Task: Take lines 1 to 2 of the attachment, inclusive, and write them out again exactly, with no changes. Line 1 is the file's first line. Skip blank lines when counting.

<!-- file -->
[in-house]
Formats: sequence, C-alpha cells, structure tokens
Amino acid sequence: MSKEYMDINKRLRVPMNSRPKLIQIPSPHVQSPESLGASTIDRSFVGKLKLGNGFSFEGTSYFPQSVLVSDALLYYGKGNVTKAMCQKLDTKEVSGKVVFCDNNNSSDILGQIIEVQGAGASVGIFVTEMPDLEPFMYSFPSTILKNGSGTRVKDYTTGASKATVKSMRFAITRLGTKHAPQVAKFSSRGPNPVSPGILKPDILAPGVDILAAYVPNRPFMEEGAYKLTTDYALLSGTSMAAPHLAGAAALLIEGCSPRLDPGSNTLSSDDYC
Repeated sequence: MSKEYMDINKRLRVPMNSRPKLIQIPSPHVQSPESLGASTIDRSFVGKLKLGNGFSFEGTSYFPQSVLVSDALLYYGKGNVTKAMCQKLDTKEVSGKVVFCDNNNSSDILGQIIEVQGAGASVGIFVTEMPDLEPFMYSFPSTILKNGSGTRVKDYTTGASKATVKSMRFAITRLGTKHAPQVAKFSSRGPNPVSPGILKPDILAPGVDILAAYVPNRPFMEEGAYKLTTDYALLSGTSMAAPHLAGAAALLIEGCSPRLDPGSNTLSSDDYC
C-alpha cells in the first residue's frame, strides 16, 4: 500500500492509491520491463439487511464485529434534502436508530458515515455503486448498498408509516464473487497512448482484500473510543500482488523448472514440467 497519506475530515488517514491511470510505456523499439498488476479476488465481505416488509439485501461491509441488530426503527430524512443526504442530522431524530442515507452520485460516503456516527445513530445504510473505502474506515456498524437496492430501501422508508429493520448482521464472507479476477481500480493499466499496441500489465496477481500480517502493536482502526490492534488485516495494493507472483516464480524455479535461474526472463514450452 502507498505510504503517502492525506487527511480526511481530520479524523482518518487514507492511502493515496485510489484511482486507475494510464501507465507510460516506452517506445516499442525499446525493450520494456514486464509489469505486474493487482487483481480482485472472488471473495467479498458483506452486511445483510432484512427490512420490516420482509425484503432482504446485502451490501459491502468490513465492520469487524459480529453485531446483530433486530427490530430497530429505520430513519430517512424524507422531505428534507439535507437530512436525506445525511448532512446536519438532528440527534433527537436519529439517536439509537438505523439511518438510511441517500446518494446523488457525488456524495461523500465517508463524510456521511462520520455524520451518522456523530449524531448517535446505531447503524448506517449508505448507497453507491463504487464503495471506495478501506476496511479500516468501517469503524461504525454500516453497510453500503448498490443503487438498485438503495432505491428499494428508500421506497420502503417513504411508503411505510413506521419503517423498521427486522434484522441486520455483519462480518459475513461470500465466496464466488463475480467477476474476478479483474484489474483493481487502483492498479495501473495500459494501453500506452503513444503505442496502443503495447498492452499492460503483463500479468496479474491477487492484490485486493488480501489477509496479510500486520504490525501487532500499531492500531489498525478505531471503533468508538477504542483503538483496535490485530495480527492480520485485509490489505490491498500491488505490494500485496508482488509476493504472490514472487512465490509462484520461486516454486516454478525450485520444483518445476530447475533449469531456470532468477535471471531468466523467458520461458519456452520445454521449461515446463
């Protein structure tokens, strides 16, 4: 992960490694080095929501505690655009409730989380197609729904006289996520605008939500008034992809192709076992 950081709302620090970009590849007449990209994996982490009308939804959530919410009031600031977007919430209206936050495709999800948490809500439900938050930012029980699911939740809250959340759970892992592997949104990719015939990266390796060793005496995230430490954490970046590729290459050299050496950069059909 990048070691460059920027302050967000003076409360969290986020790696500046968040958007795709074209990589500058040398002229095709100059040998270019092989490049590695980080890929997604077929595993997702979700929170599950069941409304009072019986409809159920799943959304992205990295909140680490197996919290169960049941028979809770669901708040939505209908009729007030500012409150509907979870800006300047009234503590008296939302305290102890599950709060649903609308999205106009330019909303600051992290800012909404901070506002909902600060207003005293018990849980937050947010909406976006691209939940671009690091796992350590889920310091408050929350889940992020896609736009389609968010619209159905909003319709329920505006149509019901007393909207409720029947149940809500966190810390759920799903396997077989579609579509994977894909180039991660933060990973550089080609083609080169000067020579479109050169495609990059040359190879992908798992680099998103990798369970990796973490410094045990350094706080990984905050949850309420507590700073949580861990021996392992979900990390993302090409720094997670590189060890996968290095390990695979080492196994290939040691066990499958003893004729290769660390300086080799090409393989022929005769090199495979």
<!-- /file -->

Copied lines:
[in-house]
Formats: sequence, C-alpha cells, structure tokens